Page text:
Also on the trip, I read a book (on Kindle) for one of my book clubs, The Swans of Fifth Avenue: A Novel by Melanie Benjamin. It’s about the relationship between Truman Capote and his “swans,” a group of middle-aged high society ladies, and specifically Beth Paley. I don’t know whether to recommend this book or not. Truman Capote was not a nice man, although the whole novel (vs. non-fiction, which this is not) is conjured from speculation about the years Truman was kind of adopted by the group of women. He cared about all of them (most were married/divorced, and wealthy) but in the end he betrays them all by writing a novella about their secrets, their marriages, their affairs (theirs or their spouses, information they’d all shared with him, thinking he could be trusted with their innermost secrets). It was scandalous, and yes, all that part is true. I finished the book, but almost felt like I’d read a “dirty book.” There is no graphic detail in this book – it’s just what Capote did to destroy these women, supposedly his dear, darling “swans.” He was the villain in the book, and in his old age . . . well, I won’t spoil the story if you’re interested in reading it.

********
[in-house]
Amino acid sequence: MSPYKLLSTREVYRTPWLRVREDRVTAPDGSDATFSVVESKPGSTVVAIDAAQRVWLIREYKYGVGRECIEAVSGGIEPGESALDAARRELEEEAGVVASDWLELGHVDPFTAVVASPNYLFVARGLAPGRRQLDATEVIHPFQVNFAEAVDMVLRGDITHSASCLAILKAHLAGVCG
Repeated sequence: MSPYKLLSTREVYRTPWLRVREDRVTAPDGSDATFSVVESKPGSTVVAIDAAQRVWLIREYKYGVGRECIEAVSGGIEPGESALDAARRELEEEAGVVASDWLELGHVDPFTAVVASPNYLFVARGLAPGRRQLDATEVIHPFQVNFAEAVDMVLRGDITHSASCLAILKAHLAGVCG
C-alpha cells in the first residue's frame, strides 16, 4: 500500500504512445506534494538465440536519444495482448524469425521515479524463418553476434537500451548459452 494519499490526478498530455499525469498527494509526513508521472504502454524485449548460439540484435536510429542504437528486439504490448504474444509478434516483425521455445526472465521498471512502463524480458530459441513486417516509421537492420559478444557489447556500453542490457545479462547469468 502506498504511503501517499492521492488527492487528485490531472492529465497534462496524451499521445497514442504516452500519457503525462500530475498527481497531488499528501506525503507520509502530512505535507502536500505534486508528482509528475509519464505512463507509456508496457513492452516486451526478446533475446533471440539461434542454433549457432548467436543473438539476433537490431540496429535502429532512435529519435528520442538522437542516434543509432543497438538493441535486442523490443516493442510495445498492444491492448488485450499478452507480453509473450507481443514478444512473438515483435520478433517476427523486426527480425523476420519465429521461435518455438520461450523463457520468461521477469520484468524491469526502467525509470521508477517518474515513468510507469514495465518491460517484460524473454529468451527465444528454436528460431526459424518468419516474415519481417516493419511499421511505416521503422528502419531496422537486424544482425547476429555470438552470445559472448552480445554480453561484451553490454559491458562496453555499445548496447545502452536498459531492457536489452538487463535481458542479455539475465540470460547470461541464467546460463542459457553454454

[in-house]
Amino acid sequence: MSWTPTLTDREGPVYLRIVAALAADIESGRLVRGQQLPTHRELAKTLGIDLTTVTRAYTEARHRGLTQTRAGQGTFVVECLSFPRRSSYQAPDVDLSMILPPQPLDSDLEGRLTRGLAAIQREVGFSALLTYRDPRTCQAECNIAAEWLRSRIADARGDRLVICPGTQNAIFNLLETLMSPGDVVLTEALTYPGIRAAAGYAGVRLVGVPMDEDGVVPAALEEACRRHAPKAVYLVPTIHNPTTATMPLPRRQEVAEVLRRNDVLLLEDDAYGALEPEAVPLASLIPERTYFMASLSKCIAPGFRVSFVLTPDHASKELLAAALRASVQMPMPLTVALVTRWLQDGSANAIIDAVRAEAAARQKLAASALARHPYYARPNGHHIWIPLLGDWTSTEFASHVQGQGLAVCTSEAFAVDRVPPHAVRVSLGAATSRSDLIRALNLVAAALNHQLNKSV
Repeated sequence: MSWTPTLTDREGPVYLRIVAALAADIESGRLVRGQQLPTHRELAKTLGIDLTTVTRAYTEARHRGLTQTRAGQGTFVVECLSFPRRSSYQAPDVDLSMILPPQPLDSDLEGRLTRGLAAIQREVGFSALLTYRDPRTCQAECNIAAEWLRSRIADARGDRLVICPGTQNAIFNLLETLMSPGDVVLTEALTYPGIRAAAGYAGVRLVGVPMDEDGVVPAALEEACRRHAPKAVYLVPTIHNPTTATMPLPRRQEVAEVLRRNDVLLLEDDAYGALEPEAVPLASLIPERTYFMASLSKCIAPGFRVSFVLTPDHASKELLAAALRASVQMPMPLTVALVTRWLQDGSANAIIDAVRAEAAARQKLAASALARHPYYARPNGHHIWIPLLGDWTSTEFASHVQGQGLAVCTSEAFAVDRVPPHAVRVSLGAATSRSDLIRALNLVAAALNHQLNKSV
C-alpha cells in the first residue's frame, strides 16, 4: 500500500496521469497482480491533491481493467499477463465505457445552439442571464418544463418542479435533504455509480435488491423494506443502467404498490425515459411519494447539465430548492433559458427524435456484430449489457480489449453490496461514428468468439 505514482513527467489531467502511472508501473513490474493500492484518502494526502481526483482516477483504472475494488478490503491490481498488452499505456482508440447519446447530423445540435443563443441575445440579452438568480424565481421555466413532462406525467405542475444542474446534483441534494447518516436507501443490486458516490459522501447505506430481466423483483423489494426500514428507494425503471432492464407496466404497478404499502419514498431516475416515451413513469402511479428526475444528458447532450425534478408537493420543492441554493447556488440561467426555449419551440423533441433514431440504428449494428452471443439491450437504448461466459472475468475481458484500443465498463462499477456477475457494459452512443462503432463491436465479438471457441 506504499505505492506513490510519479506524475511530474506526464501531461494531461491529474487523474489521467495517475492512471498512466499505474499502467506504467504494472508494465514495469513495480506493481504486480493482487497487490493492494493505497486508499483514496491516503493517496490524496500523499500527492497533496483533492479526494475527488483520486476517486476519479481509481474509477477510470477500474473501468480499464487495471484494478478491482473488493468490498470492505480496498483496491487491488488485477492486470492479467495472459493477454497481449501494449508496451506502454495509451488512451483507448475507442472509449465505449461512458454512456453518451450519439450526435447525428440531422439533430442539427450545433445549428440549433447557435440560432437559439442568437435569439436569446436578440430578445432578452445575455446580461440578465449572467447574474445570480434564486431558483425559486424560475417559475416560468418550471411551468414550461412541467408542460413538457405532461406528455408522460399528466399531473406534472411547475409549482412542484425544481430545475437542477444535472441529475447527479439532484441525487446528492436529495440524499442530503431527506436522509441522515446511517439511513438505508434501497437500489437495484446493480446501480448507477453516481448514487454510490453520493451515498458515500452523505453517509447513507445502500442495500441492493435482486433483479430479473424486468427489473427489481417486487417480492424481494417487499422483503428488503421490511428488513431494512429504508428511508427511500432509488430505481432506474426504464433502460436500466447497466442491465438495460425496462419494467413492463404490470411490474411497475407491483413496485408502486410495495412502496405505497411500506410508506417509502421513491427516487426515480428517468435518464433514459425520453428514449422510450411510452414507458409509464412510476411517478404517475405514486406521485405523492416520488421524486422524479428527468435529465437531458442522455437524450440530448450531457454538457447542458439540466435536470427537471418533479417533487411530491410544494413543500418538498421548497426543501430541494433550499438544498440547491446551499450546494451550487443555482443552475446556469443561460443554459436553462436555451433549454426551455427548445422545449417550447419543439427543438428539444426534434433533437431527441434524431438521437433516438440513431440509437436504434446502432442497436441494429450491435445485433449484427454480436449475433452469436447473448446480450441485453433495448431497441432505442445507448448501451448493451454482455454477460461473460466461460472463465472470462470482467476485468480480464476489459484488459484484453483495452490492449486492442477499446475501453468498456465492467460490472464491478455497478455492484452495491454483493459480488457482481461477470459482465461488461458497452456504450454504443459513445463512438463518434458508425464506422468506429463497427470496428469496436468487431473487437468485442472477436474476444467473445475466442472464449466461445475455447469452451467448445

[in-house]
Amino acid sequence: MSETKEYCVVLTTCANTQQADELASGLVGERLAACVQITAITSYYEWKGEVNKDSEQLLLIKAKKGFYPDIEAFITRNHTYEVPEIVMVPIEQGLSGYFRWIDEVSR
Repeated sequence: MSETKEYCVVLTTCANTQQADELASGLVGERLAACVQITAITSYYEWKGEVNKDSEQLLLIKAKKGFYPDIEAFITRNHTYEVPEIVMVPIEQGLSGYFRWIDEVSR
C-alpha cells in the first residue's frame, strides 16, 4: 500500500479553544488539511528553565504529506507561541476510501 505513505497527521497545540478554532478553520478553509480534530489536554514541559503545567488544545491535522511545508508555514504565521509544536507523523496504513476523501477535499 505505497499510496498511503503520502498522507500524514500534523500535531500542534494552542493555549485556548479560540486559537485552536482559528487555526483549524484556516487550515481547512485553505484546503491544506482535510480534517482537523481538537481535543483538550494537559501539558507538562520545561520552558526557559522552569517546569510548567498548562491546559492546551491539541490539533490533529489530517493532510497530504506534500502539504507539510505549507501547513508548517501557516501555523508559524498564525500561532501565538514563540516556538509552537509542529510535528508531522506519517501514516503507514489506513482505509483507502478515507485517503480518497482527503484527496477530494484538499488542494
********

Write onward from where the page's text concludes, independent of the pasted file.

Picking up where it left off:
Tasting Spoons

My blog's namesake - small, old and some very dented engraved silver plated tea spoons that belonged to my mother-in-law, and I use them to taste my food as I'm cooking.

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Posted in Beef, Pork, on June 8th, 2010.

Yes, I can hear it already . . . spaghetti sauce and meatballs . . . how terribly bo-rrr-ing, you say? And don’t we all have such a recipe? I suppose, but not THIS one. It’s an oldie but goodie for me. I’ve been making this version of spaghetti sauce and meatballs since about 1966. And before I lose you, let me just say that what makes this version a bit unique is the fresh celery leaves and the freshly grated Parmigiano-Reggiano IN the meatballs. That’s not common, I know it’s not.